In our study renal failure recovered more slowly than thrombocytopenia. Anemia was slow to develop and slow to recover. International data review also provided a similar trend12. The survival of patients with TTP depends on early diagnosis and prompt treatment and has not changed over almost 20 years since the introduction of plasmapheresis13-15. We had similar results in our study, with a survival rate of 81.8 percent. Oklahoma TTP-HUS registry data was analysed by George et al12, table shows a comparison of our study population with George's study. George divided patients into 2 groups, patients with less than 10 percent ADAMTS13 activity in one group and more than 10 percent ADAMTS13 in another group. Renal involvement is high in our study population with all patients having deranged renal functions. Similarly, incidence of fever is high but neurologic involvement has almost similar frequency.
The classic pentad of clinical features occurred in only 5 percent of cases of George's study group but in our population, it was seen in 36.4 percent of cases. The likely explanation of high incidence of fever, renal involvement and more frequency of classic pentad, may be due to late presentation of patients in our setup. A high incidence of fever might also be due to infections rather than disease itself. Although age is comparable in the two studies but there is a male predominance in our study population and female predominance in George's study. The laboratory data and mortality are comparable between the two studies. Our patients, in comparison, improved with lesser sessions of plasmapheresis and relapse of disease was not seen in any of our patients, this may be due to short follow-up period.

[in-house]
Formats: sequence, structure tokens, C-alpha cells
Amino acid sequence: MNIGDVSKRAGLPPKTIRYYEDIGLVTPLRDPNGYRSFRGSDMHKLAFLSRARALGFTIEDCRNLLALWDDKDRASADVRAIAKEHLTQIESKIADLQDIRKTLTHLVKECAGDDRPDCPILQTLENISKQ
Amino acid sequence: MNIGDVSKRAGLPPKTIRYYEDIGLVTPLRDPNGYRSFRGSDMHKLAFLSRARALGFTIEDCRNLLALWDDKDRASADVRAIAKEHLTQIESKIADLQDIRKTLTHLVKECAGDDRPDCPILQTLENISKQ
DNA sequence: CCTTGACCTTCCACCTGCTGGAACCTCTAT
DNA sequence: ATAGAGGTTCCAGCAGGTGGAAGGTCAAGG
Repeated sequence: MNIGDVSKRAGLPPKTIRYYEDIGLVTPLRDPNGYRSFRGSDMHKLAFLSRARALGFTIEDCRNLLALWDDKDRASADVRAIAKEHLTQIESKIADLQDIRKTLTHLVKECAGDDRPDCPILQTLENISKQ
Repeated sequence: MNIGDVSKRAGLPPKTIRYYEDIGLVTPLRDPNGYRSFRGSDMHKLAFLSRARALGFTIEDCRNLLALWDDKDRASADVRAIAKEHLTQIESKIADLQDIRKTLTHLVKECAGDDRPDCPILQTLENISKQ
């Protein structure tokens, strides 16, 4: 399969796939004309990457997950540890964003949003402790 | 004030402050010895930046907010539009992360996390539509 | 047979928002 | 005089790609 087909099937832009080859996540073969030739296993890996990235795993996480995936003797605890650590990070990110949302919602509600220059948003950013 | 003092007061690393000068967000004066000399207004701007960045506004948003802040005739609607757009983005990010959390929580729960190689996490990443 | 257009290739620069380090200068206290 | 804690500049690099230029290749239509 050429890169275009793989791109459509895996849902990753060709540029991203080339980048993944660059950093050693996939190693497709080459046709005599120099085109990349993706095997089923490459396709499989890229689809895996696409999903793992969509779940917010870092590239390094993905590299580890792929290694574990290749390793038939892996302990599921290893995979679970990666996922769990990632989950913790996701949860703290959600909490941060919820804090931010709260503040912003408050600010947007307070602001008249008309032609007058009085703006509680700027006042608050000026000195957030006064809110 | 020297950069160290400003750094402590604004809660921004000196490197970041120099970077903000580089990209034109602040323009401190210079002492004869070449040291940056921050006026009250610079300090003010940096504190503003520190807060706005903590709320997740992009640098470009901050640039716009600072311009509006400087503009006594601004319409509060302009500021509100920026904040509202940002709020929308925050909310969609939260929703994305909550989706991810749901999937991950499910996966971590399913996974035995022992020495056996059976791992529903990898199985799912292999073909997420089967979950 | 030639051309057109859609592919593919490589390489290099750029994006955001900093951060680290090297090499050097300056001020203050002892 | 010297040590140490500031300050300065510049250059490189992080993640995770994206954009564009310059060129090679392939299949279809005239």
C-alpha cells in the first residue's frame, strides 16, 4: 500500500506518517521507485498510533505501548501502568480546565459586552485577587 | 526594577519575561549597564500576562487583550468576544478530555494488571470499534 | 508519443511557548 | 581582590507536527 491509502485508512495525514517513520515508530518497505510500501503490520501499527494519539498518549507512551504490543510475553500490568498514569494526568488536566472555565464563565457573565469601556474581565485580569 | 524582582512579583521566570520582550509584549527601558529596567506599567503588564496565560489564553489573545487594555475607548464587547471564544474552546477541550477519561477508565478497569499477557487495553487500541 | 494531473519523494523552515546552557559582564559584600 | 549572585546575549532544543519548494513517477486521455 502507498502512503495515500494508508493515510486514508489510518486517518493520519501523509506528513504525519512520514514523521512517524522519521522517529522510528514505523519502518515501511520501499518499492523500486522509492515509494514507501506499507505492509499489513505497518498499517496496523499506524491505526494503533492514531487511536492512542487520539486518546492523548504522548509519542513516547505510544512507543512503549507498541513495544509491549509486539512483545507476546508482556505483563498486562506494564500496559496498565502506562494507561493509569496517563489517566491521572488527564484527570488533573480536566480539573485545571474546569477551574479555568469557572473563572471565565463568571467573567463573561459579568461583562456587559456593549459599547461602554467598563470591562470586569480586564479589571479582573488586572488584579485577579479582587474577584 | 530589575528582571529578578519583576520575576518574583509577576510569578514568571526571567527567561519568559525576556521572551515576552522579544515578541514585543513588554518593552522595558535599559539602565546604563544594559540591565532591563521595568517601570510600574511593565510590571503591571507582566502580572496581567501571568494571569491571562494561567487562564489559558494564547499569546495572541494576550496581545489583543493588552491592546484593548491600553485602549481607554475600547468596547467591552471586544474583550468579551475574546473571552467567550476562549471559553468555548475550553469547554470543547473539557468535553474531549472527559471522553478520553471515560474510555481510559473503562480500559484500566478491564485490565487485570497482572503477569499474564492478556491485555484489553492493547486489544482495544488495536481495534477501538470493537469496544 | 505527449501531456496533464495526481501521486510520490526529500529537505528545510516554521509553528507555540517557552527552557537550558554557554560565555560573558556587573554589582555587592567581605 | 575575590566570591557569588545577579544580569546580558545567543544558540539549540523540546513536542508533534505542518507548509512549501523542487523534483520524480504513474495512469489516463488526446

The diagnosis of TTP in our study was done by demonstration of significant schistocytes (more than 1 percent) on peripheral blood film, as the assay for plasma ADAMTS13 activity and inhibitors are not freely available in our setup. A review of literature revealed that in appropriate clinical setting and in the absence of other known causes of TMA, a schistocytes count of more than 1 percent is strongly suggestive of diagnosis of TTP16. Documentation of severe deficiency of plasma ADAMTS13 activity is not essential for the diagnosis of TTP however severe acquired ADAMTS13 deficiency does define a subgroup of patients who appear to benefit from treatment with corticosteroids and other immuno suppressive agents and have high risk of relapse9. Furthermore, the pathologic changes in patients described as TTP or HUS are identical and initial treatment of all adult patients is plasma exchange13,17,18. A likely risk factor of TTP in our study was found in 45.5 percent cases.